Adapted from a sermon I didn’t get to preach on Matthew 2: 1-12 because of winter weather on Jan. 5, 2014. It will also serve as the beginning on my forthcoming blog series, Following the Light …
They were just doing their job.
Every day they stared at the stars, calculated time based on movement of sun and moon, organized the calendar. The work was just routine. What they saw was not.
That star. That strange star. The one that comes out only rarely and means that something very special is happening. They saw it. They were so excited they went to King Herod, to ask if he, too, had seen the star and knew what it meant. Did he realize that a new king was born? Was he going to visit this new King of the Jews?
Herod, full of fear, sent these astronomers from the East to pay homage on his behalf. After much travel, they found a homeless family with a young child in a barn and offered him kingly gifts. Listening again to the signs, they took another road to avoid Herod as they returned to their homeland far away.
They were just doing their job, which involved a lot of paying attention. Without the aid of telescopes and high-powered lasers, they watched the stars and interpreted their meaning. THEY saw the signs that would change them … and the world. Forever.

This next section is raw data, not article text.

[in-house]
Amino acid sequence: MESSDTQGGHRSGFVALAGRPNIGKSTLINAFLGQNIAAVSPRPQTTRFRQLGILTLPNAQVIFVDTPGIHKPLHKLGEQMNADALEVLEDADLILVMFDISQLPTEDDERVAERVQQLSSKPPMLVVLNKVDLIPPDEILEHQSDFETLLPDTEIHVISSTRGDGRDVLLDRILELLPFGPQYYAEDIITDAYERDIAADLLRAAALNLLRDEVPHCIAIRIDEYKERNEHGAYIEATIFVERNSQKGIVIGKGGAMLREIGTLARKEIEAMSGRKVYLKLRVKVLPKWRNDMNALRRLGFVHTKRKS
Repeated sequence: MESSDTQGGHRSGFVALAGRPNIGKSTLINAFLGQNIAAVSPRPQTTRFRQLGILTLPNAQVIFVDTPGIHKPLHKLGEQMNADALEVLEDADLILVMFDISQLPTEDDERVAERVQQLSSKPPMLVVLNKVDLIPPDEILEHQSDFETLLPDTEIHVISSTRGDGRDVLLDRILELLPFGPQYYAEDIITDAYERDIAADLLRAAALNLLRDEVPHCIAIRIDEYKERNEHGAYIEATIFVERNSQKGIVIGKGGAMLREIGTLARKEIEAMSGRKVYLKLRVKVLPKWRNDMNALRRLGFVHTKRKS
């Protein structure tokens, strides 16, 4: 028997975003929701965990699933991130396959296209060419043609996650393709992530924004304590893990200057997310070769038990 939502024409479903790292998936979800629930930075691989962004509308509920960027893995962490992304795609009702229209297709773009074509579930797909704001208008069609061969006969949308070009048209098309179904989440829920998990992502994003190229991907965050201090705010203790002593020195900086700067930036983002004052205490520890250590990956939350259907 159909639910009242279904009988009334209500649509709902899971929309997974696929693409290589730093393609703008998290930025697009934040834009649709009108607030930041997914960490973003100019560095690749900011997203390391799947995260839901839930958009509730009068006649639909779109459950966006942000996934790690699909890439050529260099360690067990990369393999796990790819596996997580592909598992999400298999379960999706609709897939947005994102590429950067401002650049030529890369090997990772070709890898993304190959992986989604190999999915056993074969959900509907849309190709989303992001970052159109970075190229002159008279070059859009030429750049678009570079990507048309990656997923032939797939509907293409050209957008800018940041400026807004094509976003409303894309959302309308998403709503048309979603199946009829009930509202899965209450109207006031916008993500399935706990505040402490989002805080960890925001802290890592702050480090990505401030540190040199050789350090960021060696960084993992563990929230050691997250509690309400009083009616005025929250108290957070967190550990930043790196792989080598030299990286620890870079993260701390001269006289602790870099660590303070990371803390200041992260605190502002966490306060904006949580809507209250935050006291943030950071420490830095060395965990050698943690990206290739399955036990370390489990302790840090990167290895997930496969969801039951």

I’ve often implored church leaders as well as my non-church friends to pay attention — to see the signs of a new kind of church being born all around us. We just have to look for the signs.
A case in point: The religion topics podcast from National Public Radio last week featured stories about these leaders: Pope Francis I, who has given both the faithful and not-so-faithful Catholics cause to have hope for the church, and the Rev. Nadia Bolz-Weber, a tattooed Lutheran new church start pastor in Denver who is making Lutheran theology and liturgical practice edgy and hip.
I’ll write more specifically about these two leaders and a number of other “lights” in the weeks to come. I’ll be writing this blog series entitled, “Following the Light” from Epiphany (Jan. 6), until the Christian calendar arrives at the season of Lent (beginning March 5 on Ash Wednesday).
Christians (maybe non-Christians, too) can be weighed down by the bleak statistics that show that Christianity is viewed at best as irrelevant, at worst, judgmental, hypocritical and damaging. And, yet, here are these two leaders, changing the conversation about and the images of Christians.
Where have you seen “lights” that give you hope the church can be something more than what public opinion polls would have us think? Where have you heard conversations that are pushing us to expand our understanding and practices of religion and spirituality? I’d love to hear your thoughts and see the links to pop culture, news stories and other things that you see as “lights.”.